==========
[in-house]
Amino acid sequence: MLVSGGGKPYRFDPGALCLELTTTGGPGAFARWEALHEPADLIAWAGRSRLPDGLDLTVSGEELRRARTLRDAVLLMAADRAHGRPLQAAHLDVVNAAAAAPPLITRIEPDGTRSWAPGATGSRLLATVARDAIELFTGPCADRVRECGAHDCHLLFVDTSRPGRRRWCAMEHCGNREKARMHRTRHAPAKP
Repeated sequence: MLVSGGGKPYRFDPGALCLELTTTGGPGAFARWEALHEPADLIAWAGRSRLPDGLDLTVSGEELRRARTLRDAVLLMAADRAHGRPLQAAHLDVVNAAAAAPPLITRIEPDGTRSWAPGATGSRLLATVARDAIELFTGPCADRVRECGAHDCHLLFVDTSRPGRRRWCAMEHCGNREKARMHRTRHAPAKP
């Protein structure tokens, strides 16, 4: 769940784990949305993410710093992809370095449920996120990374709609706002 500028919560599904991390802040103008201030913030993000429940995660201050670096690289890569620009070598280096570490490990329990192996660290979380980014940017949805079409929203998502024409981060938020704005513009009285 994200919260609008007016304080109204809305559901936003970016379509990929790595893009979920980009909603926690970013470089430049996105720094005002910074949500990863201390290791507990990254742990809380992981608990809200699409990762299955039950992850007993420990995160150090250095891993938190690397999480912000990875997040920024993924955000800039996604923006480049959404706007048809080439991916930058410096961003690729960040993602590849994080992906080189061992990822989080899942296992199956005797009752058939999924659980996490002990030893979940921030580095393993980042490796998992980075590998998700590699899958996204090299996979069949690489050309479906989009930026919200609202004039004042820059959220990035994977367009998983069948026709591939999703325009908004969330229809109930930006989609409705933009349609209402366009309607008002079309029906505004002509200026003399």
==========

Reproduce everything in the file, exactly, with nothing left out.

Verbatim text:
[in-house]
Amino acid sequence: MLVSGGGKPYRFDPGALCLELTTTGGPGAFARWEALHEPADLIAWAGRSRLPDGLDLTVSGEELRRARTLRDAVLLMAADRAHGRPLQAAHLDVVNAAAAAPPLITRIEPDGTRSWAPGATGSRLLATVARDAIELFTGPCADRVRECGAHDCHLLFVDTSRPGRRRWCAMEHCGNREKARMHRTRHAPAKP
Repeated sequence: MLVSGGGKPYRFDPGALCLELTTTGGPGAFARWEALHEPADLIAWAGRSRLPDGLDLTVSGEELRRARTLRDAVLLMAADRAHGRPLQAAHLDVVNAAAAAPPLITRIEPDGTRSWAPGATGSRLLATVARDAIELFTGPCADRVRECGAHDCHLLFVDTSRPGRRRWCAMEHCGNREKARMHRTRHAPAKP
């Protein structure tokens, strides 16, 4: 769940784990949305993410710093992809370095449920996120990374709609706002 500028919560599904991390802040103008201030913030993000429940995660201050670096690289890569620009070598280096570490490990329990192996660290979380980014940017949805079409929203998502024409981060938020704005513009009285 994200919260609008007016304080109204809305559901936003970016379509990929790595893009979920980009909603926690970013470089430049996105720094005002910074949500990863201390290791507990990254742990809380992981608990809200699409990762299955039950992850007993420990995160150090250095891993938190690397999480912000990875997040920024993924955000800039996604923006480049959404706007048809080439991916930058410096961003690729960040993602590849994080992906080189061992990822989080899942296992199956005797009752058939999924659980996490002990030893979940921030580095393993980042490796998992980075590998998700590699899958996204090299996979069949690489050309479906989009930026919200609202004039004042820059959220990035994977367009998983069948026709591939999703325009908004969330229809109930930006989609409705933009349609209402366009309607008002079309029906505004002509200026003399």